Mary has already killed "Ask Wendy". Nobody is even writing in anymore. Seriously, who would ask:IN THE WAKE OF TRAGEDY WHAT CAN WE LEARN?Mary wrote that herself and now she's answering it. Those new numbers of readers are negative numbers.
I thought we finally had it made through this story with Toby and Chinbeard and Mary watching the incident/disaster/tragedy on TV and the promise of a new story for the new week. HA! Didn't see this new form of recap coming: a newspaper report by Wilbur - with plenty of Mary platitudes thrown in from the sidelines.Mary Worth stories are reminding me more and more of a cow's unique digestive system. Just when you think a story cannot possibly go on, it's shunted into yet another stomach for further processing.I found this interesting website (http://pubs.ext.vt.edu/400/400-010/400-010.html) and couldn't resist including a small excerpt here, somewhat adapted to our situation, of course:"When Mary Worth ruminates, or chews her cud, she it regurgitating a bolus of incompletely chewed story. In order for the microbes to digest her sentences and all those exclamation marks rapidly and efficiently it must be in small pieces, so Mary re-chews her stories several times. Mary also eructates or belches giving off carbon dioxide, methane and platitudes. When Mary "loses her cud" or stops ruminating, it is an indication that she has a literary upset, and her rumen is not functioning properly.Bloat is another condition that occurs when Mary Worth can't eructate..............."OK, it gets pretty gross at this point, so I'll leave it at this. You can read the rest of the information for yourselves and dream up your own comparisons. Like what happens at the VERY end of the digestion process!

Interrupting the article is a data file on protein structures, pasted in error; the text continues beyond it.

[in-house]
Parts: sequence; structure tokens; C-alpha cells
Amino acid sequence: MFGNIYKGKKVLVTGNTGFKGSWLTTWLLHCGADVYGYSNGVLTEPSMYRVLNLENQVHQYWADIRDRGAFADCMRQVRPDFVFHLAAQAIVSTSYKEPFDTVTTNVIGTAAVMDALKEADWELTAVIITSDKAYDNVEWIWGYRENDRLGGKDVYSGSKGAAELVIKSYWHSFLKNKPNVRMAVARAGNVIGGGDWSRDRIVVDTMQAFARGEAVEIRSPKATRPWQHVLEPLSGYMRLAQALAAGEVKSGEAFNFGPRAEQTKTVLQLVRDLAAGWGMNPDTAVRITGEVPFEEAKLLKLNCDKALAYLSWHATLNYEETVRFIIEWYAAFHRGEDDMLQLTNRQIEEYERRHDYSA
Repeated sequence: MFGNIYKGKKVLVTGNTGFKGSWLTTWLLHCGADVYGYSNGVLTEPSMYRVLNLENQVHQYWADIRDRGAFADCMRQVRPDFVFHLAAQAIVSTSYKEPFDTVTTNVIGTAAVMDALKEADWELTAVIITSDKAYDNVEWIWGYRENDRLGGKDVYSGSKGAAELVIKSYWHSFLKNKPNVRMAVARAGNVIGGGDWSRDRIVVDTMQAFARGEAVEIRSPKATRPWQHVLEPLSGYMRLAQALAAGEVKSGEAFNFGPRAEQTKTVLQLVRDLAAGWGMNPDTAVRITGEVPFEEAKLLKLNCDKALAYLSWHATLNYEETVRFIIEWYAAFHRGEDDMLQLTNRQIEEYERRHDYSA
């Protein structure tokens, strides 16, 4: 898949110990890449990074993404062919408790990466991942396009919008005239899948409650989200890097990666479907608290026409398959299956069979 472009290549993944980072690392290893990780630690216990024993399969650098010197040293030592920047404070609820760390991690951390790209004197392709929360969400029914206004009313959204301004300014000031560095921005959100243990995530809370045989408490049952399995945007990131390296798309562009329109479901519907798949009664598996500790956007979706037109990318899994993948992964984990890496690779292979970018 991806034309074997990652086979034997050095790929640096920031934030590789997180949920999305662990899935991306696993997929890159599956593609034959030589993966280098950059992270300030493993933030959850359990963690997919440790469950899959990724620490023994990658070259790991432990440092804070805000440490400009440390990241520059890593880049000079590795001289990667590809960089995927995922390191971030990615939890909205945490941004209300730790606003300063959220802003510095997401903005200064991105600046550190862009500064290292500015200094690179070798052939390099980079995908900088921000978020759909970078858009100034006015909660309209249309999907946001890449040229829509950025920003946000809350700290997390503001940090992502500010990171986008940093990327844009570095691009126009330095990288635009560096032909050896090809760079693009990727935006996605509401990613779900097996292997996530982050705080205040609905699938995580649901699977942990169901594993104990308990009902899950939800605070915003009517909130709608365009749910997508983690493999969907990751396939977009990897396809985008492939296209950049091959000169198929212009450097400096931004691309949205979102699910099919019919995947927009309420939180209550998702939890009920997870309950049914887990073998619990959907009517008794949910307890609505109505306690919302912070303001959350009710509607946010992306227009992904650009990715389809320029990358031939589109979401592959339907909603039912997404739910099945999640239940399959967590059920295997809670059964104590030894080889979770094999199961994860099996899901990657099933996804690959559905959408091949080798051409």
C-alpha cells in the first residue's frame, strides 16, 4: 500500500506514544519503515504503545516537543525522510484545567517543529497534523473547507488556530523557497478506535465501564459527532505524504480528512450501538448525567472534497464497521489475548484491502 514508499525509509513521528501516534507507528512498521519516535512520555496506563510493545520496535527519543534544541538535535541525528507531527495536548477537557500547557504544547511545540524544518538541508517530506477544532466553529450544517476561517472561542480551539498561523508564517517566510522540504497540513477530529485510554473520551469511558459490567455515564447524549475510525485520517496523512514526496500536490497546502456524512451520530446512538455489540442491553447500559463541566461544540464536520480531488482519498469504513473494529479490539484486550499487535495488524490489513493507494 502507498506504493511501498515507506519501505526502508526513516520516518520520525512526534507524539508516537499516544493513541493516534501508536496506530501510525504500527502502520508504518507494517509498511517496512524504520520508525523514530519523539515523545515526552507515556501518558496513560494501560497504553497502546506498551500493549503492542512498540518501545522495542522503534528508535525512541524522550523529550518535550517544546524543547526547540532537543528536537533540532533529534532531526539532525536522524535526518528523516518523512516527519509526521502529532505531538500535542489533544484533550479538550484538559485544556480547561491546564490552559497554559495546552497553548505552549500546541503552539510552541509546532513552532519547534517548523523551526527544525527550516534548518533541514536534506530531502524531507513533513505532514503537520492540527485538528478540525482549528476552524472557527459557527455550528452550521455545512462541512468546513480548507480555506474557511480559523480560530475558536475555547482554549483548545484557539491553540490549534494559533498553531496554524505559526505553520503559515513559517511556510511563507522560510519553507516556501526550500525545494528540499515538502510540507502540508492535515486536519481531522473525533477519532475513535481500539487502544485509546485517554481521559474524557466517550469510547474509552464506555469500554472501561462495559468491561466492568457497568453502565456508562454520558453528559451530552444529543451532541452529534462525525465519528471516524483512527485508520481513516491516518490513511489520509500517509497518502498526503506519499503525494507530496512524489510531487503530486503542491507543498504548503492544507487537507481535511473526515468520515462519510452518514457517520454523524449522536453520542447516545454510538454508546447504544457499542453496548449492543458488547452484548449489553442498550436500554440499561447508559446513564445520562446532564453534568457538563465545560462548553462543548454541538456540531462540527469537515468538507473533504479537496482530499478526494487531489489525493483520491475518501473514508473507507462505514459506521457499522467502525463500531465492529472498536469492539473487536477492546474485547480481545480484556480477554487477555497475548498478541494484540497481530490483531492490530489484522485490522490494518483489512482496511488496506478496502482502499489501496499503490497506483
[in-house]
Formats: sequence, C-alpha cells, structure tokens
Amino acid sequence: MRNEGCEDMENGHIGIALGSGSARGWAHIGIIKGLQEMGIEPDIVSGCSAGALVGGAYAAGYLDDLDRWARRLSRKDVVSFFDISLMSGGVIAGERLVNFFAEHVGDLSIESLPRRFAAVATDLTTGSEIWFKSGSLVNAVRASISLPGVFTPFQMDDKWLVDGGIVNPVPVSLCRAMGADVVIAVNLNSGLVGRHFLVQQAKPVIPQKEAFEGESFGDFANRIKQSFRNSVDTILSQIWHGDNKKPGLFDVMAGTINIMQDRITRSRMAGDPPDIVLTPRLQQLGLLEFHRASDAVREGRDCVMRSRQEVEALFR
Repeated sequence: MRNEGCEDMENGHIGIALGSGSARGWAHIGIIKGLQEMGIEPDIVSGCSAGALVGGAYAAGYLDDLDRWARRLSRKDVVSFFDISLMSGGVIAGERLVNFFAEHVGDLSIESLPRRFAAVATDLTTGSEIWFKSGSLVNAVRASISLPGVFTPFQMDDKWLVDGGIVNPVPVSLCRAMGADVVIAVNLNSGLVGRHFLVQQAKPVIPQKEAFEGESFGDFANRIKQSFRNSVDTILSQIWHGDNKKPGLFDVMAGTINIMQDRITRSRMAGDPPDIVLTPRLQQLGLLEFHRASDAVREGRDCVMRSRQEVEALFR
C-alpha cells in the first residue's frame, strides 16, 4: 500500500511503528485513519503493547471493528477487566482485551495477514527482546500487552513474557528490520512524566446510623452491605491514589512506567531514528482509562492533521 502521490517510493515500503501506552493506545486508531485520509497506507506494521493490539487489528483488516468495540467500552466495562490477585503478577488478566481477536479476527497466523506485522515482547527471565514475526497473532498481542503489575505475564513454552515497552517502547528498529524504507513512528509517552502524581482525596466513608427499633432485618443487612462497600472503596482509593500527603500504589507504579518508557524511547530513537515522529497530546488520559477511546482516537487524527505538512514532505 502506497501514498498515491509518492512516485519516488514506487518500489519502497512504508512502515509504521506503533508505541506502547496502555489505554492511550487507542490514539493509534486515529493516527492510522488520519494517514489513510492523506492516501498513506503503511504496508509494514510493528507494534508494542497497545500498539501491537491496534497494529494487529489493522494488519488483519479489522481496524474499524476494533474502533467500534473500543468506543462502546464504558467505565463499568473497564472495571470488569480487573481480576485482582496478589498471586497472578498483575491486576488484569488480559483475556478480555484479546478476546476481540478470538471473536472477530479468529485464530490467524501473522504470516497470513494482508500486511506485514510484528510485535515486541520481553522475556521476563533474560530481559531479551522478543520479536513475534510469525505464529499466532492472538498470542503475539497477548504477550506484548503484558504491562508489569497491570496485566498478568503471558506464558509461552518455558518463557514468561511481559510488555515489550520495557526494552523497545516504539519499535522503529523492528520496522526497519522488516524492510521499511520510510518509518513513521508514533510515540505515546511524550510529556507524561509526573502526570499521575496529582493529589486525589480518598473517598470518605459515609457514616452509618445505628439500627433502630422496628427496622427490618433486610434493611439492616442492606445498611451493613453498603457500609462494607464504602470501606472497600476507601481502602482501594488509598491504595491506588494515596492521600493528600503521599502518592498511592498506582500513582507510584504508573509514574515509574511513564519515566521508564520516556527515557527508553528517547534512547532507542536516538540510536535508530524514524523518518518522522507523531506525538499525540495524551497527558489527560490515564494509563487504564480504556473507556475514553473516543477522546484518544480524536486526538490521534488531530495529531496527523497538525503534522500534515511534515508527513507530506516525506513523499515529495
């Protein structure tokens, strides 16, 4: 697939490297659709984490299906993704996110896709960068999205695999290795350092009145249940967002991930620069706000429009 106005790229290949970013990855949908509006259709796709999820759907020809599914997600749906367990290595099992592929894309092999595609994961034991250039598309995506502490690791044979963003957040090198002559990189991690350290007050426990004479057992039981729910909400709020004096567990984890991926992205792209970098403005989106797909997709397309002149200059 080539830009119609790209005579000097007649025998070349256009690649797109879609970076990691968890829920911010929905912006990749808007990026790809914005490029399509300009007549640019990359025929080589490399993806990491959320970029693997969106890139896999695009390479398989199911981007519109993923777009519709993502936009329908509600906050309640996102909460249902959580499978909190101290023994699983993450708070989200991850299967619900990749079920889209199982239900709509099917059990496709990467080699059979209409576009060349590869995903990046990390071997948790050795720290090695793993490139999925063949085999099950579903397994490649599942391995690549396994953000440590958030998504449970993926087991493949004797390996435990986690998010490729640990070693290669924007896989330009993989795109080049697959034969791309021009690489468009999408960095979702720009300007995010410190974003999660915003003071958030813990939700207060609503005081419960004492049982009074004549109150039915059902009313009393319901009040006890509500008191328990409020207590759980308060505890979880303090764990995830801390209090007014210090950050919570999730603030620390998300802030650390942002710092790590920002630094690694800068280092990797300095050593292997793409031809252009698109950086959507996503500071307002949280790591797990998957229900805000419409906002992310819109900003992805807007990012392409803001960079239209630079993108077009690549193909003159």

@Phoebes--don't worry if you've lost the story line. You should be able to catch right up on Summary Sunday, Fill-in Friday, Make-up Monday, Tell-it-Again Tuesday, or When Will This Plot get Moving Wednesday.
Forget it, Dave@1.21p. I won't have my wits to understand any of those strips. Will someone let me know when the next "story" starts?TIA
One thing that may be learned from a tragedy of this magnitude is that it may be prudent to equip ocean going vessels with life jackets.
Thorpnotized@10:22 AM, the verb tense correction was unconscious on my part. Karen Moy's real editor, if such a person exits, must be a drooling, slack-jawed mess by now.
Dave, you forgot "Thrum on My Head with a Bromide Thursday" and "Sink into a Soliloquy Saturday". . .Shmoopie, your post is inpspired! I can never read Mary Worth again without thinking about a cow's stomach. You've really done me a service, since now I won't get impatient with a slow-moving strip. I'll just buy some gum and get chewing. . . . Thanks!
The cow's stomach analogy is way too generous for Mary.
I agree with Louise that Shmoopie's analogy is inspired. However, this is ruining the word "ruminative" for me, which I've always thought of a thoughtful process. In Santa Royale, though, quiet contemplation has clearly given itself over to "regurgitating a bolus."
Wait.... so they're talking about DAWN? The storylines have intertwined in such a subtle way that I am only now discovering the similarities between the life-advice and the trials of Dawn Weston. Moy is a genius.